Otumoetai College’s robotic team has beaten hundreds of teams from around the world to claim the third equal spot at the VEX Robotics World Championships in Los Angeles.
The three-member teams design, program and build custom-made robots that they compete against another team on a field, where they have to pick up and move cylinders and balls into various goals to score points – in a challenge combining design and engineering skill with on-field tactics.
Otumoetai College’s robot team VeX-Men (from left) Lucas de Rijk, Shane de Rijk and Seumas Beedie finished 3rd equal of 400 teams at the VEX Robotics World Championships in Los Angeles. Photo: Supplied.
Year 12 team member Lucas de Rijk says they achieved the goal of making one of the four divisional finals, which they won, but are determined to do even better next year and have already begun work on next year’s competition robot.
“We are already thinking about our design,” say Lucas, 16, who worked with brother Shane, 18, and Year 12 team-mate Seumas Beedie, 16, on the robot in their team VeX-Men.
College electronics teacher and team mentor Deon Wessells said the boys had done “extremely well” to be third equal out of 400 secondary teams – and aside from some bad luck could have done better.
“The team has always had the worst luck on the planet – being teamed up with the worst mates (teams are paired up in alliances).”
It was the team’s first time competing at the world championships – and the first time a New Zealand team won its divisional final on debut.
New Zealand team’s dominated the event – with six of the 400 teams from here, winning three of the top four placings including Onehunga High School, which was overall world champions. It was the fourth year a New Zealand team had won.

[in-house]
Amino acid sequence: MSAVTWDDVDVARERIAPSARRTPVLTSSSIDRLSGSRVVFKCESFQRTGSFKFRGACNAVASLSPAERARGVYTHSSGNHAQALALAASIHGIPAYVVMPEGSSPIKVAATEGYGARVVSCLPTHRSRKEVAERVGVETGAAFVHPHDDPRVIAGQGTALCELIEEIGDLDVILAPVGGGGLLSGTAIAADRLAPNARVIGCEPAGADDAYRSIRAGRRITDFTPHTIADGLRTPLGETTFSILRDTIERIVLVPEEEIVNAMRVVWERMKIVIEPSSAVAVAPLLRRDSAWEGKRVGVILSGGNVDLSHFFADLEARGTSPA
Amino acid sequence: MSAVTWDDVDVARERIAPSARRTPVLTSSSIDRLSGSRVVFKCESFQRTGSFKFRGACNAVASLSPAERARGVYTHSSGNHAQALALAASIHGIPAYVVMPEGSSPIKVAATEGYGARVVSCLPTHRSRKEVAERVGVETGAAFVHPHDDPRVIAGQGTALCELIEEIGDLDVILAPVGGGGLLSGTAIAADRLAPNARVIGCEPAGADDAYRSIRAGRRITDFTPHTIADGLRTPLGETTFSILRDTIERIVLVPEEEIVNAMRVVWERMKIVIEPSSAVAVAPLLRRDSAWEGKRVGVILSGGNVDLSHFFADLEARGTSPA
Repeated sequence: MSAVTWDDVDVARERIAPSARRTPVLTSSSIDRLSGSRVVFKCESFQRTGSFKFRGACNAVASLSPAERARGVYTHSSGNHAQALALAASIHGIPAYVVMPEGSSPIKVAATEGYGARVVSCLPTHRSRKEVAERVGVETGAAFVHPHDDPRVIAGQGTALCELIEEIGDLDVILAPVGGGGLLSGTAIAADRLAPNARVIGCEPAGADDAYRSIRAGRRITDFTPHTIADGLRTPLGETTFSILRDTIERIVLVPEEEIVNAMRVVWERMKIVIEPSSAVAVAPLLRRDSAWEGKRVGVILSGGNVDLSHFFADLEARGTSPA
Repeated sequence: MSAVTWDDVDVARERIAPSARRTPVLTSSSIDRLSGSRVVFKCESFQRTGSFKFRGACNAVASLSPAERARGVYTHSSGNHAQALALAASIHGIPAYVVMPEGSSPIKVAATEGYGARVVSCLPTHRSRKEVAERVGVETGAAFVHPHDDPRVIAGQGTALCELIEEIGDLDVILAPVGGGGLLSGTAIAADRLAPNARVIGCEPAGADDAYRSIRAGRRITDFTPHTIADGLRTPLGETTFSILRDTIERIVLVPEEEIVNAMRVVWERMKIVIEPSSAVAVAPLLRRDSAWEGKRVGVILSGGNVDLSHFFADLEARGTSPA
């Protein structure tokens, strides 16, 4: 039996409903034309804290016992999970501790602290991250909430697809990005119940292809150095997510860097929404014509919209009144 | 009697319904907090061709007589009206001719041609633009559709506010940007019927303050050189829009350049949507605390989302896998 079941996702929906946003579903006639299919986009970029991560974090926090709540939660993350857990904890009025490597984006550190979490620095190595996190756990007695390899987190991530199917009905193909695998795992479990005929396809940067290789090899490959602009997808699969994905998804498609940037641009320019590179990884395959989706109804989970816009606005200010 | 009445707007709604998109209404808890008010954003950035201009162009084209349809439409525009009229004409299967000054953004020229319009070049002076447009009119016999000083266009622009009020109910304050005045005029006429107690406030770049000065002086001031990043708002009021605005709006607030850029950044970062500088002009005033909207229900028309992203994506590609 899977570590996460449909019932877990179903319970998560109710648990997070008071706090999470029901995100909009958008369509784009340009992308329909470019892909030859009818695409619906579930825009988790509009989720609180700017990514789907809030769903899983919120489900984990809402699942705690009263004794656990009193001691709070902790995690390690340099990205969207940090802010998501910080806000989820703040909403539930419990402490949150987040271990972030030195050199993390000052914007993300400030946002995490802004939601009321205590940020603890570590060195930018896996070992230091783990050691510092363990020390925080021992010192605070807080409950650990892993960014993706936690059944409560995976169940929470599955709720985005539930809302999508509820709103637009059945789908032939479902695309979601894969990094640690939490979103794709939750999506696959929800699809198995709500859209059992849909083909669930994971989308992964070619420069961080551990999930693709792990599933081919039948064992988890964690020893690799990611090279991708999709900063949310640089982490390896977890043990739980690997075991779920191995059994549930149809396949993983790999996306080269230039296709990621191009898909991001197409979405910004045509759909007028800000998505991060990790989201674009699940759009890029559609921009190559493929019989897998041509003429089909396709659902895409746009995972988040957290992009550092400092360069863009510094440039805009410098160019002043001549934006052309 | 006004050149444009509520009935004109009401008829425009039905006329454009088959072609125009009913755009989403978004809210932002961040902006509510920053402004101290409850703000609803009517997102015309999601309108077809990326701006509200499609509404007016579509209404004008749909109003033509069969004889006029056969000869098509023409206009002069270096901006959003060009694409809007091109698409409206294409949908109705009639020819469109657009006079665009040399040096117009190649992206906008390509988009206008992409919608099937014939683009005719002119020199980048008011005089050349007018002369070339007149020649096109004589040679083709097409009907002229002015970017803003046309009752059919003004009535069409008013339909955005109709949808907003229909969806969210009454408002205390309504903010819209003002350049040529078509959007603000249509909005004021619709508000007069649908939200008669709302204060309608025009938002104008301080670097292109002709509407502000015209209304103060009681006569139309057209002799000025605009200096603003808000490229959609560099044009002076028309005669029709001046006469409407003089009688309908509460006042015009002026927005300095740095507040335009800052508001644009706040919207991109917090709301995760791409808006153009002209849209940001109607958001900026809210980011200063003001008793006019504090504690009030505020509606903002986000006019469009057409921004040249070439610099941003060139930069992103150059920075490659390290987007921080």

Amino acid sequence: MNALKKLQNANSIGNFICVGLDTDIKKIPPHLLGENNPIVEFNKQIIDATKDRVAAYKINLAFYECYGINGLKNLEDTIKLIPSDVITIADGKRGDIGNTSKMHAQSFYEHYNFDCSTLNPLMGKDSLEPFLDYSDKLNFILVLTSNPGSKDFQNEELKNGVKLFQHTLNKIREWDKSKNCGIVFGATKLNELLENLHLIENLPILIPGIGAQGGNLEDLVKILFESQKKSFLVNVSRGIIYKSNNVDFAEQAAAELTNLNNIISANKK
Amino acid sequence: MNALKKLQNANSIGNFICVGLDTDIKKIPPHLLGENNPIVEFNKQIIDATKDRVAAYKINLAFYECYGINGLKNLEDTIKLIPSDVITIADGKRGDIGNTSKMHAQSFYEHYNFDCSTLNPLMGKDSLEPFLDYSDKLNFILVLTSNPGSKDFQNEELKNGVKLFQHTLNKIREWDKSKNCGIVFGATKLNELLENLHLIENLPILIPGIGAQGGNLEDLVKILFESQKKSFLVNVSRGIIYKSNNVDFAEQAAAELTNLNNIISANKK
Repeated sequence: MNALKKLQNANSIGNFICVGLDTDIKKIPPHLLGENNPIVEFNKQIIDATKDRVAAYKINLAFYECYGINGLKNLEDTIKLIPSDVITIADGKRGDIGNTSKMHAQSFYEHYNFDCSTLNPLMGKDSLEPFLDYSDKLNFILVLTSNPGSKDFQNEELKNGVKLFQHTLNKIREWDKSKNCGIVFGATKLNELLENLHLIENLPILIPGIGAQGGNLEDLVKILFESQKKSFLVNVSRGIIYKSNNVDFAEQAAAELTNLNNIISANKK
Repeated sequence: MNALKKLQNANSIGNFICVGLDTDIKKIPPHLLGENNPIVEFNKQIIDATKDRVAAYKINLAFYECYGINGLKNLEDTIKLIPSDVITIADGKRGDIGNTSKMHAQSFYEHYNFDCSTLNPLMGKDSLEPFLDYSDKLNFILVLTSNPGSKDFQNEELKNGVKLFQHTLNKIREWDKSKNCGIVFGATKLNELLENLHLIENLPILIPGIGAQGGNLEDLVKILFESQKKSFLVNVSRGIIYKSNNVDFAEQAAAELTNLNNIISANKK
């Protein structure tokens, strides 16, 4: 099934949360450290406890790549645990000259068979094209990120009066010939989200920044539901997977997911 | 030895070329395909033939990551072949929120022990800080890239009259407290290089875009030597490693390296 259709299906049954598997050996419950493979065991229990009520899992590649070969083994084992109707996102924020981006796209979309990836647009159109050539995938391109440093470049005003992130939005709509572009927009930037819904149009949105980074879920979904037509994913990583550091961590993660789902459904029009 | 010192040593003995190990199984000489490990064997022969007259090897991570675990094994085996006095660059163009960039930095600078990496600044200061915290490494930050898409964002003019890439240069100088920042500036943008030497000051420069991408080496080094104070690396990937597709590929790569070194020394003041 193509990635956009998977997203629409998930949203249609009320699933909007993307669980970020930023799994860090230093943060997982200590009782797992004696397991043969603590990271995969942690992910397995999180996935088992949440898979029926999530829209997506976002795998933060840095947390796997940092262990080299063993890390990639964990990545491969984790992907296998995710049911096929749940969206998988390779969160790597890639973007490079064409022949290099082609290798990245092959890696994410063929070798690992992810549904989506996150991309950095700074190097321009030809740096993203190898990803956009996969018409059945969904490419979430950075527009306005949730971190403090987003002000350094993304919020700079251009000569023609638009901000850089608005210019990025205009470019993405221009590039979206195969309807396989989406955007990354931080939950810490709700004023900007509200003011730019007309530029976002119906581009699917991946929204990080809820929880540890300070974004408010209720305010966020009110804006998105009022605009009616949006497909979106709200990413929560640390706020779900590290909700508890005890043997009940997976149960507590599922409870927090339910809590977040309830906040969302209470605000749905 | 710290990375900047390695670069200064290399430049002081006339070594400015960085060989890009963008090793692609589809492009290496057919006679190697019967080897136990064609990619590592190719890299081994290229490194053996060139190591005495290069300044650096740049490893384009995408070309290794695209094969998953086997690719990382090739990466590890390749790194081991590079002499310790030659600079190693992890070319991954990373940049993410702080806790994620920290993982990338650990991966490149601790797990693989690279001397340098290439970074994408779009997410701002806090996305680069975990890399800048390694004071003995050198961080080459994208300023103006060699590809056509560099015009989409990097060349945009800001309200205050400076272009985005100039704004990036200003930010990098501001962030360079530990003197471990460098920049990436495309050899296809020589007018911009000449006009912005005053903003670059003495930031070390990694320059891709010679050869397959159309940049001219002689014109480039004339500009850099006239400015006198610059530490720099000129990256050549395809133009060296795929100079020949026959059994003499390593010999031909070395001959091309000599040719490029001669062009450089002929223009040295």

Deon says the team did really well in a “high pressure” division final against New Zealand Champions, Lynfield College and the World Champion team from Massachusetts in 2009 and 2011, but motor problems in the final round knocked them out of contention.
“Even if these boys didn’t win they’ve won so much already just from the process. I tell you any company would pay a fortune for programmers, designers and builders to work together as well as these boys do and they do it entirely on their own time – at lunch times and afterschool.”
Team manager Toni de Rijk thanked Page Macrae Engineering as key sponsor, along with Bay Engineers Supplies, Priority One, Westpac, Computastyle Signs and the Water Safety Foundation for support to help cover the cost of parts and attending the competition.
Despite graduating from Otumoetai College last year Shane de Rijk was able to compete in the school team because the competition is based on the US academic year to July, on which basis Shane would still be at school. He is now studying mechatronics in a Massey University electrical engineering degree.